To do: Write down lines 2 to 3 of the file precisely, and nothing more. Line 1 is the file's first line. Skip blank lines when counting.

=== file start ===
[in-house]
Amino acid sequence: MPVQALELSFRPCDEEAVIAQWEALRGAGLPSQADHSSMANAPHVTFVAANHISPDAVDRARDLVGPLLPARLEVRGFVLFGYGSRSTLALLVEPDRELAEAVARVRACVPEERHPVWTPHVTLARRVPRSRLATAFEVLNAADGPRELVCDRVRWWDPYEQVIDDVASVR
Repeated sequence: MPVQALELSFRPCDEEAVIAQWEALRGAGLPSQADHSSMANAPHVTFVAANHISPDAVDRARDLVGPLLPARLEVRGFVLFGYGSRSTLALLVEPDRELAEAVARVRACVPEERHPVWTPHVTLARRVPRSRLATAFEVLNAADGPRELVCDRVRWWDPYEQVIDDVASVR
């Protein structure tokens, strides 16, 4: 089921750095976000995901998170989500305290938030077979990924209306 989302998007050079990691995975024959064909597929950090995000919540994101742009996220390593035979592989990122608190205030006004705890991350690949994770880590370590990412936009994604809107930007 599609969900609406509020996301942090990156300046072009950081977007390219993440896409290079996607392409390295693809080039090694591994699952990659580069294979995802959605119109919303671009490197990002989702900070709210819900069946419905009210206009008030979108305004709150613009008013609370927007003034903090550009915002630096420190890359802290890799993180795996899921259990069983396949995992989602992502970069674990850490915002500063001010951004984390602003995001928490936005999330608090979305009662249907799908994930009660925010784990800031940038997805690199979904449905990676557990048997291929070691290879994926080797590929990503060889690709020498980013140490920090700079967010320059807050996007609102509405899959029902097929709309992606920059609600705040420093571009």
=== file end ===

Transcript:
Amino acid sequence: MPVQALELSFRPCDEEAVIAQWEALRGAGLPSQADHSSMANAPHVTFVAANHISPDAVDRARDLVGPLLPARLEVRGFVLFGYGSRSTLALLVEPDRELAEAVARVRACVPEERHPVWTPHVTLARRVPRSRLATAFEVLNAADGPRELVCDRVRWWDPYEQVIDDVASVR
Repeated sequence: MPVQALELSFRPCDEEAVIAQWEALRGAGLPSQADHSSMANAPHVTFVAANHISPDAVDRARDLVGPLLPARLEVRGFVLFGYGSRSTLALLVEPDRELAEAVARVRACVPEERHPVWTPHVTLARRVPRSRLATAFEVLNAADGPRELVCDRVRWWDPYEQVIDDVASVR